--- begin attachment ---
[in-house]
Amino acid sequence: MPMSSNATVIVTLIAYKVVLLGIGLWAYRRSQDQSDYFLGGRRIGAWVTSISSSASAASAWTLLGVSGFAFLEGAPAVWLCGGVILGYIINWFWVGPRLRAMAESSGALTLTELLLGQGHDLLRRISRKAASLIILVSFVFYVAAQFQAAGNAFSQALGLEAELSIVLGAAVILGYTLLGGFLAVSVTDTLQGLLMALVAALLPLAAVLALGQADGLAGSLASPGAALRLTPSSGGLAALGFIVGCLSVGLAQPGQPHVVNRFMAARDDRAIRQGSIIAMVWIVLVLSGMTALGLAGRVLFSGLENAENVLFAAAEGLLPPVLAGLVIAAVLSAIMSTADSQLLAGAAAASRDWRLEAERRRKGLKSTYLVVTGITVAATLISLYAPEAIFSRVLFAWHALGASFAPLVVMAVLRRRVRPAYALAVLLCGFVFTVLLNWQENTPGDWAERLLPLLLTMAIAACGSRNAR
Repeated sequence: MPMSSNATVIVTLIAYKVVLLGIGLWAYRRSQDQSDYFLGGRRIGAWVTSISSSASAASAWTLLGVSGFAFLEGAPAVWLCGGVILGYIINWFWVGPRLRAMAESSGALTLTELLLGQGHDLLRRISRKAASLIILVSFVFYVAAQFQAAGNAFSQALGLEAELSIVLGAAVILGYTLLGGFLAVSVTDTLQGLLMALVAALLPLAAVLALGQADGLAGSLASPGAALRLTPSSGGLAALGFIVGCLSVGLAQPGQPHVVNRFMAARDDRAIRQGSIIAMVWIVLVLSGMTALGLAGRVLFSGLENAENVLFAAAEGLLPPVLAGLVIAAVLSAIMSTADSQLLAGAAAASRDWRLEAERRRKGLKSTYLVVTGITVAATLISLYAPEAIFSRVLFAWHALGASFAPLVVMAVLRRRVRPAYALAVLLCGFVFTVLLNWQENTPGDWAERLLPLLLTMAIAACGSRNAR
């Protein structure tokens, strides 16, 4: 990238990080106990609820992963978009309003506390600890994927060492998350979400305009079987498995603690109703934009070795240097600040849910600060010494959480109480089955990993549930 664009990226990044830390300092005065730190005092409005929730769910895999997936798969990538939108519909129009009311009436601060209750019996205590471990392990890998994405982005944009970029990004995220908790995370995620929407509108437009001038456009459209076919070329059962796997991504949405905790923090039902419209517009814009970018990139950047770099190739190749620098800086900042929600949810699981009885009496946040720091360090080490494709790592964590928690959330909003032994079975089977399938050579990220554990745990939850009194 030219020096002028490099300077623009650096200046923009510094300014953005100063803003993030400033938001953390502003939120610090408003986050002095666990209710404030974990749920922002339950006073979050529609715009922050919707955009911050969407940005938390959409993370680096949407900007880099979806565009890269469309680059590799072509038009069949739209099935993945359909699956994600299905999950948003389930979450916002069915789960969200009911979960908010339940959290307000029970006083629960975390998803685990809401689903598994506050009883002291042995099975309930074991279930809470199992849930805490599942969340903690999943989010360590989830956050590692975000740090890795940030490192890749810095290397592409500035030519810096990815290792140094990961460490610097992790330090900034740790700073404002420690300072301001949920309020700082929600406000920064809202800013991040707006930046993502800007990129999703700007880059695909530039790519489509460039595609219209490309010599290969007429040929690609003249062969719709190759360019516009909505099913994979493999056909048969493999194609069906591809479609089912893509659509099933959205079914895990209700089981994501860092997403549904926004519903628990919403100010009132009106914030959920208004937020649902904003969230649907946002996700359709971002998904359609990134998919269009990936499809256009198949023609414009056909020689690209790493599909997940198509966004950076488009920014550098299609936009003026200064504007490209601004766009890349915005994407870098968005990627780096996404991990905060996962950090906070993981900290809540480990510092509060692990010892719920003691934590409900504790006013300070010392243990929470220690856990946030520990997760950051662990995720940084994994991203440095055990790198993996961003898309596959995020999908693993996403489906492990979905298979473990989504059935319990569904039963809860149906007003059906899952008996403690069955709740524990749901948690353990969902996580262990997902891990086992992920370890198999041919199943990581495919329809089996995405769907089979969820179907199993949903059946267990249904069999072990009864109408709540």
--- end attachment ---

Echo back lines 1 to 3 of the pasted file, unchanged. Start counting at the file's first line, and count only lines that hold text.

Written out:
[in-house]
Amino acid sequence: MPMSSNATVIVTLIAYKVVLLGIGLWAYRRSQDQSDYFLGGRRIGAWVTSISSSASAASAWTLLGVSGFAFLEGAPAVWLCGGVILGYIINWFWVGPRLRAMAESSGALTLTELLLGQGHDLLRRISRKAASLIILVSFVFYVAAQFQAAGNAFSQALGLEAELSIVLGAAVILGYTLLGGFLAVSVTDTLQGLLMALVAALLPLAAVLALGQADGLAGSLASPGAALRLTPSSGGLAALGFIVGCLSVGLAQPGQPHVVNRFMAARDDRAIRQGSIIAMVWIVLVLSGMTALGLAGRVLFSGLENAENVLFAAAEGLLPPVLAGLVIAAVLSAIMSTADSQLLAGAAAASRDWRLEAERRRKGLKSTYLVVTGITVAATLISLYAPEAIFSRVLFAWHALGASFAPLVVMAVLRRRVRPAYALAVLLCGFVFTVLLNWQENTPGDWAERLLPLLLTMAIAACGSRNAR
Repeated sequence: MPMSSNATVIVTLIAYKVVLLGIGLWAYRRSQDQSDYFLGGRRIGAWVTSISSSASAASAWTLLGVSGFAFLEGAPAVWLCGGVILGYIINWFWVGPRLRAMAESSGALTLTELLLGQGHDLLRRISRKAASLIILVSFVFYVAAQFQAAGNAFSQALGLEAELSIVLGAAVILGYTLLGGFLAVSVTDTLQGLLMALVAALLPLAAVLALGQADGLAGSLASPGAALRLTPSSGGLAALGFIVGCLSVGLAQPGQPHVVNRFMAARDDRAIRQGSIIAMVWIVLVLSGMTALGLAGRVLFSGLENAENVLFAAAEGLLPPVLAGLVIAAVLSAIMSTADSQLLAGAAAASRDWRLEAERRRKGLKSTYLVVTGITVAATLISLYAPEAIFSRVLFAWHALGASFAPLVVMAVLRRRVRPAYALAVLLCGFVFTVLLNWQENTPGDWAERLLPLLLTMAIAACGSRNAR